Pretty expensive, considering you’re paying for something you hope you don’t ever need.

5. Parking and Tolls

Season parking in a HDB costs $110. If you work in the CBD, be prepared to pay upwards of $400 - $500 per month just to keep your car sitting there. Not forgetting that there aren’t too many places in Singapore with free parking, so you’ll probably spend at least $20/week when parking at malls, etc. if you go out with friends/family often.  

Oh, and don’t forget ERP. 

6. Maintenance

Depending on your driving pattern (fast and furious vs calm and steady), your car (e.g turbo vs non-turbo) and the car’s age, your maintenance schedule and cost will vary. For new cars, there are dealers who may throw in a free service.

But maintenance itself means more than just changing your engine oil. You also have to factor in wear and tear on your tires, brake pads, spark plugs and more. If you do not maintain your car regularly, it can cause more serious problems down the line and you may end up forking out more money. This is especially true for continental cars (trust me - I’ve been there)


7. Fines

I was pretty happy when I got a letter from the Traffic Police congratulating me for being a good driver, since I did not get any demerit points for the first 5 years since getting my license. But together with that letter, came another letter where I got saman-ed $70 for a crossing a double white line. Ironic.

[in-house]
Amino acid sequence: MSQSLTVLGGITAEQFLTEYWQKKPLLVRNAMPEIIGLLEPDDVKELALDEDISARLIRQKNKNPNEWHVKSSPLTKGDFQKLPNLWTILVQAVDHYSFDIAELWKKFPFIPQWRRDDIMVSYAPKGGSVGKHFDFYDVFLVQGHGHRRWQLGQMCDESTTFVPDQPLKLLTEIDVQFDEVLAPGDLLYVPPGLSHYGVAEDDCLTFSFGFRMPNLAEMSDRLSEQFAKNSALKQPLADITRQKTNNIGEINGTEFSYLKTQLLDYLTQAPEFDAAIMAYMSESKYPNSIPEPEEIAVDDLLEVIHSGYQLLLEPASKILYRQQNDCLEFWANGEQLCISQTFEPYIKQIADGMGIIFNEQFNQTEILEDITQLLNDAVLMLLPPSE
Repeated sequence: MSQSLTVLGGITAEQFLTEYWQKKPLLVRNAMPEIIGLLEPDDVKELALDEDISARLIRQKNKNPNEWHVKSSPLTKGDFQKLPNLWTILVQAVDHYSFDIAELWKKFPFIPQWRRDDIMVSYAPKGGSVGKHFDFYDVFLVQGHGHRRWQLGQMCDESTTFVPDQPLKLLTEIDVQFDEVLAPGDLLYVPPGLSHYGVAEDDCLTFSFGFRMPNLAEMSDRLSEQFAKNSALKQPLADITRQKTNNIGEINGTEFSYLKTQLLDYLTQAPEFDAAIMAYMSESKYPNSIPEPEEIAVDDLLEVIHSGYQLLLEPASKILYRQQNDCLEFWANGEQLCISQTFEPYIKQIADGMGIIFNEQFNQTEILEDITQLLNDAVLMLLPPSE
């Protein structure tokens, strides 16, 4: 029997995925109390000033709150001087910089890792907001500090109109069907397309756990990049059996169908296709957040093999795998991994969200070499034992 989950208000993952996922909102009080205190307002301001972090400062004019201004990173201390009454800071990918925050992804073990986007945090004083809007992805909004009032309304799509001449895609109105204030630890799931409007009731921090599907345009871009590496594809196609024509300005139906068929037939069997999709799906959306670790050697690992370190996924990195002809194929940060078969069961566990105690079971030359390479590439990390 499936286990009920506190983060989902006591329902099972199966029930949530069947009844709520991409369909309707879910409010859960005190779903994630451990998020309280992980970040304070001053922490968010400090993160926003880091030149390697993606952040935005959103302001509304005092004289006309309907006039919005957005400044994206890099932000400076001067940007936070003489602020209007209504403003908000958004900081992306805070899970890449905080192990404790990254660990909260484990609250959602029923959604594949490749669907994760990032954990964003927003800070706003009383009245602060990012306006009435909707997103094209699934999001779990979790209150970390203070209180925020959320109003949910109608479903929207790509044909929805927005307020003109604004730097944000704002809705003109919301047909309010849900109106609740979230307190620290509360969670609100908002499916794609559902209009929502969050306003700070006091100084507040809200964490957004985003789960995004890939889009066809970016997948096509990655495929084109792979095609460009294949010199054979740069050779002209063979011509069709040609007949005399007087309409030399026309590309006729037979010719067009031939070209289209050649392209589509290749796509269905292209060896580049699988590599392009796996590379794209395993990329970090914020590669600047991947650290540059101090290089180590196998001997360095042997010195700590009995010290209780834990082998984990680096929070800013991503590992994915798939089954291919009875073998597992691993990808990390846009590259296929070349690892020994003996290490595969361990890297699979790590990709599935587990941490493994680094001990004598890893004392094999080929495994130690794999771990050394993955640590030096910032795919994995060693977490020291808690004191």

But I wasn't too affected by it, because if you are driving, you have to understand that getting fined for traffic violations is part and parcel of it. It is inevitable unless you are a super duper careful driver who is aware of all road rules, which in reality none of us are.

Fines can range from $70 to a few hundred dollars depending on what traffic rule you broke, so always have some money set aside to pay such fines.

8. Accidents

Yes, I know I mentioned insurance earlier, and it’s supposed to protect you blablabla. But there may be instances where you get into a minor accident, where your bumper gets damaged, or a headlight gets knocked out. In such cases, you may choose to settle privately, i.e you and the other party agree on an amount to cover the repairs, and not get the insurance company involved.

Such repairs can cost a few hundred dollars, but of course this varies depending on what needs to be fixed, and the severity of the damage.

With that, I hope you are able to get a better picture of the costs associated with owning a car in Singapore. It is pretty expensive as you can see, but that does not mean you shouldn’t get a car. For some people, their lifestyle requires a car, such as those with a big family, those who drive to Malaysia often, those working odd hours or at ulu places, etc. So think wisely before getting into a huge commitment !

Alternatively, you can always rent or lease a car first to ‘test water’ before getting your own.